A Special Interview

For this post, I interviewed my older brother and sister, who are the reason that I began running in middle school. Over the years, they have been a huge source of encouragement for me, and they have given me some of the best advice about running, so I thought I would have them share that advice with you. My sister, Kim, began running in middle school and joined the cross country team at our high school. She is currently a very busy graduate student at William and Mary, but still finds time to run. My brother, Andrew, followed the same path as Kim, but continued his running career at The College of New Jersey. He is also a very busy graduate student now, at Rutgers University. I hope that their insights are helpful to you as you continue your fitness journey, and a huge thanks to my sister and brother who took the time to answer these questions!

How did you start running, and why do you still run?

Andrew: In the 3rd grade we were running the mile run and I was SLOW. So I tried running a little faster and realized I was good at it. I liked being able to outrun people on the sports field and in middle school I started running home from school every day. Shortly after that I tried my first 5k, and then the rest is history. I joined the Middle, High School, and College track teams and haven’t stopped since.

2 years ago I graduated from college and my competitive college running career ended but I have continued to run and be active. Running offers me a way to destress after a long day, it provides the obvious health benefits, it allows me to explore new places, and I legitimately enjoy running.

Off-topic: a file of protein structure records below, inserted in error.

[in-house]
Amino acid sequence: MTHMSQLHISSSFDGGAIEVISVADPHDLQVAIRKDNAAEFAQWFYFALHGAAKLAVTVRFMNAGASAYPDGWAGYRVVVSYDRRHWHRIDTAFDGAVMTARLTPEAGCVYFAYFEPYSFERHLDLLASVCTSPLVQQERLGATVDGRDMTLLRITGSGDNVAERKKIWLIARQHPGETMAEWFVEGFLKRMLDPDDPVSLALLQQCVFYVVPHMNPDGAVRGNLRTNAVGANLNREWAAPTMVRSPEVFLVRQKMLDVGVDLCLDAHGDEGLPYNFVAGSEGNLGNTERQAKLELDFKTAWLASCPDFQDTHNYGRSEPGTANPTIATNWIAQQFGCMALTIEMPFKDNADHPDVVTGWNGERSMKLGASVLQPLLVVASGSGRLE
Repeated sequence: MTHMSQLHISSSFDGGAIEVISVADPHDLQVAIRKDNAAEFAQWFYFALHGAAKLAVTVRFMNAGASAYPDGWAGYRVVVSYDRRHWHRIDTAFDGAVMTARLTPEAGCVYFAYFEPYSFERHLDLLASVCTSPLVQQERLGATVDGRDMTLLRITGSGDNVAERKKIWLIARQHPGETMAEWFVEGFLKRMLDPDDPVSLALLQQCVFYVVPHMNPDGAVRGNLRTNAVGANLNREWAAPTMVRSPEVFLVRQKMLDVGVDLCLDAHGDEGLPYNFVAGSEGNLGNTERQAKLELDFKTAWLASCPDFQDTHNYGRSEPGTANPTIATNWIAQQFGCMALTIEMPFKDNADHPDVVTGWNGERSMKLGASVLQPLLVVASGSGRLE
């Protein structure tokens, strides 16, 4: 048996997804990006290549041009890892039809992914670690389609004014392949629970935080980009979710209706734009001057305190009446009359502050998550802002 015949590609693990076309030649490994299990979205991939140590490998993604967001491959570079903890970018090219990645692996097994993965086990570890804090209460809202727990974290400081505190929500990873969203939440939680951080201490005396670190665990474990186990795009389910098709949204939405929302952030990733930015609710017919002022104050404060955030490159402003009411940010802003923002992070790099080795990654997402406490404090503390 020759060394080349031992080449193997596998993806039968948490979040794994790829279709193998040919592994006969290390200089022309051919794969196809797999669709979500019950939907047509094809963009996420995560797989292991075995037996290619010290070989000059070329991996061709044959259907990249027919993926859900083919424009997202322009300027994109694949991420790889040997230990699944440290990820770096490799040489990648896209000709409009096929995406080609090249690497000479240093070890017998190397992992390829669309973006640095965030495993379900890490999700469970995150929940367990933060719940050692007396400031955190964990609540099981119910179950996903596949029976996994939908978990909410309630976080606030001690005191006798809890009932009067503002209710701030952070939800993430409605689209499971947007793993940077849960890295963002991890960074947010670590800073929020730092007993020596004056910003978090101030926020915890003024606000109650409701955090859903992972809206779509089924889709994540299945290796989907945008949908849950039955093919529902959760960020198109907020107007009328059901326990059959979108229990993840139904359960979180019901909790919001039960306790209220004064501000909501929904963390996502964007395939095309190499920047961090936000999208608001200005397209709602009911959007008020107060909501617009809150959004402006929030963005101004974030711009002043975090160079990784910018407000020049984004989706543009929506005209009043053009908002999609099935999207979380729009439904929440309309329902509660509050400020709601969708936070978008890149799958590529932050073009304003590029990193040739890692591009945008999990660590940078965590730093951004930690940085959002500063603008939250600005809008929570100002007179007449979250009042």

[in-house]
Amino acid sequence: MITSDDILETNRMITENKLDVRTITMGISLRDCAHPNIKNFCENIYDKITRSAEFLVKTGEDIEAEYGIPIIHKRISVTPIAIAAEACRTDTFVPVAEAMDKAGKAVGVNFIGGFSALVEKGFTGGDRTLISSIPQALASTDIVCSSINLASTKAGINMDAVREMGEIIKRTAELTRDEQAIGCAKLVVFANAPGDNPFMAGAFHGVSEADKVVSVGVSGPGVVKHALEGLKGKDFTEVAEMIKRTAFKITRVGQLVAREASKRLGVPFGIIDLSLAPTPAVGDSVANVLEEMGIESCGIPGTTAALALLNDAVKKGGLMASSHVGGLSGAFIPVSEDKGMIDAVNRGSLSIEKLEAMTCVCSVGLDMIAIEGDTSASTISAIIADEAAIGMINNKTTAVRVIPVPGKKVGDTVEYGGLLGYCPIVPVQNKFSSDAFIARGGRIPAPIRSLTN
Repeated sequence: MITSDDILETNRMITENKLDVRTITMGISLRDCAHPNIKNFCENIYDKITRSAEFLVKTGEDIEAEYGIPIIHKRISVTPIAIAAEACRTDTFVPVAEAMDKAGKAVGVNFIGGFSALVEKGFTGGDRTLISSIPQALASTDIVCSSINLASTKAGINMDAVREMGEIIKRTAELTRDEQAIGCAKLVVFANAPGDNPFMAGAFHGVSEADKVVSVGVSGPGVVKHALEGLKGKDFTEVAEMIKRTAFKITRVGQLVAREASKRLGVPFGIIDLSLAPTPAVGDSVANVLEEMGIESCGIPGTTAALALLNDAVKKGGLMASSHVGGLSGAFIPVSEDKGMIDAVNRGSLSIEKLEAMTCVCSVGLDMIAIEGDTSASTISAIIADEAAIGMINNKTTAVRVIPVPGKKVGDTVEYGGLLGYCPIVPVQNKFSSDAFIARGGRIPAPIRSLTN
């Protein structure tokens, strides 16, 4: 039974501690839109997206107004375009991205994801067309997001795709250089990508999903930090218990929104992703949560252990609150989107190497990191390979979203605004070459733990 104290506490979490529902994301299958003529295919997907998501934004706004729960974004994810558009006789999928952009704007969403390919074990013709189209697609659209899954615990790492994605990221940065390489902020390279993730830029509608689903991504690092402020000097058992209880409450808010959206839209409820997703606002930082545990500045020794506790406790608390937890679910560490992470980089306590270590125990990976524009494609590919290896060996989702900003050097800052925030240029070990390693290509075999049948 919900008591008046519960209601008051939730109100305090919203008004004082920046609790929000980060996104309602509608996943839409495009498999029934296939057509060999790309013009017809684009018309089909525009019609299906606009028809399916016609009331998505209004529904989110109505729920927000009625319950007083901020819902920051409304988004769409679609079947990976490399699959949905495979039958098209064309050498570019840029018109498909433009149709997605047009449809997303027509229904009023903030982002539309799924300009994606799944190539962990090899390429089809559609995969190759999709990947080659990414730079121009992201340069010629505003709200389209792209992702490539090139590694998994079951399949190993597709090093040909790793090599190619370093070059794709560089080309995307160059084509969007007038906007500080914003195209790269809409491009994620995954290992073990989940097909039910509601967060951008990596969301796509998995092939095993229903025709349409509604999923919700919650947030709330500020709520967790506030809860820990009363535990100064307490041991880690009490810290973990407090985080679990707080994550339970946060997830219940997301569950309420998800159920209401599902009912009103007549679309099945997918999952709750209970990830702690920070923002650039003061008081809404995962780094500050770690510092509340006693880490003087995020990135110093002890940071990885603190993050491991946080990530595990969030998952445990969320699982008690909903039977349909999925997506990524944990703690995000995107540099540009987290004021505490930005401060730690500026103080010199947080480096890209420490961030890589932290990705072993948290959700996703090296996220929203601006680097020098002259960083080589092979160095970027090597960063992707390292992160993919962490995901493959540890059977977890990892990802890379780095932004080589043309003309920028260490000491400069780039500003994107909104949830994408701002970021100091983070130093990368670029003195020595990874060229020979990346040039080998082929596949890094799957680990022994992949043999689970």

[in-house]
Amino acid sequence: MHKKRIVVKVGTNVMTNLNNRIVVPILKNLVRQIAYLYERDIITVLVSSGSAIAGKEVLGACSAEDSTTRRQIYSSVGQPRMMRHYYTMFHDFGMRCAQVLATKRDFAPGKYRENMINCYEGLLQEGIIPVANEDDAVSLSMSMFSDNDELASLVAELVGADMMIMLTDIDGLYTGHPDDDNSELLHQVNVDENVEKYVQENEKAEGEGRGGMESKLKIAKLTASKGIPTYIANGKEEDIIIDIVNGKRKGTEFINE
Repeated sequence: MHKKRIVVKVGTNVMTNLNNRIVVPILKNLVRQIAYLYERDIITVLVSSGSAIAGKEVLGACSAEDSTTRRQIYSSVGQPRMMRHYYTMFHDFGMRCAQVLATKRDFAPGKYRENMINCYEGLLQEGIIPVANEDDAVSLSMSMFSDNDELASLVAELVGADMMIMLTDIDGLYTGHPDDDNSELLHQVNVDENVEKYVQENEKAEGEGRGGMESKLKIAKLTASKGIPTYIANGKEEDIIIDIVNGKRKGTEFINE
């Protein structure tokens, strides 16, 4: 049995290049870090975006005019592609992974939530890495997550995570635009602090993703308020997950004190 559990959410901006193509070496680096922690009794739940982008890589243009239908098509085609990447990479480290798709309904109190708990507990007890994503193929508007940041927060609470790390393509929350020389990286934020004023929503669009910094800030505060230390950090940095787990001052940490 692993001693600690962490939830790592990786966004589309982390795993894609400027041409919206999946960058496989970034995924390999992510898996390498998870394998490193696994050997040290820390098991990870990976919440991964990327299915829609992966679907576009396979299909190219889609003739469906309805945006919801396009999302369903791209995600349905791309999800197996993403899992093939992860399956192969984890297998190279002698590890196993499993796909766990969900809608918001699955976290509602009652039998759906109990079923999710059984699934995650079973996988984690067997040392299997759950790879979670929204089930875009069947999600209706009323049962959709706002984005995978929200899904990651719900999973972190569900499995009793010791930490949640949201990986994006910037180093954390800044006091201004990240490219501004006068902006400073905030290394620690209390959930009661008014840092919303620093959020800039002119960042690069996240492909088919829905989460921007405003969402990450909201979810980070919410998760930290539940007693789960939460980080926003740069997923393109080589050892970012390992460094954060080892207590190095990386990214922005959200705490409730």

Kim: I was looking for a sport to play when I got to high school, and people kept mentioning that I should join the cross country team. I eventually decided that I would give it a try, and I stuck with it all four years, along with Winter and Spring Track. I have continued running after high school because I truly enjoy it, and it is a huge stress reliever for me.

What do you think about when you run?

A: Usually I don’t think about anything. I’ll notice the houses I’m passing but I’m usually paying attention to my pace and mechanics and breathing which I think is what helps me have a successful and enjoyable run because I’m in tune with how I’m feeling that day and I know how fast I can afford to go at different points in the run. If it’s been a stressful day, my problems have a way of subconsciously working themselves out during the run.

Other thoughts: I shouldn’t have left right before the storm started, I don’t know where I am, was that a bear?, should I run that extra mile? Why did I think it was a good idea to test out barefoot running on an 8 mile out and back run?

K: I also don’t really think about anything in particular when I run. I usually just let my mind wander. Especially now, because of my workload, I find myself planning out my schedule for when I finish my run, or working through assignments that I have to do. Sometimes thinking about my work as I’m running helps me to think about it from a different perspective.

What do you find to be the biggest obstacle mentally when running?

A: Having a bad run. Whether I’m running and I’m dehydrated or I’m tired from a previous workout, or I haven’t eaten, or I ate too much, and my breathing is heavy and I’m struggling to keep the pace I usually do, these days are the hardest mentally to finish the run.

K: Occasionally, when I start to feel pain or I feel myself getting tired, I have to focus a lot more on continuing with my run and not giving up. There are some days that I am having a bad run and overcoming these negative thoughts can be difficult.

How do you overcome this obstacle?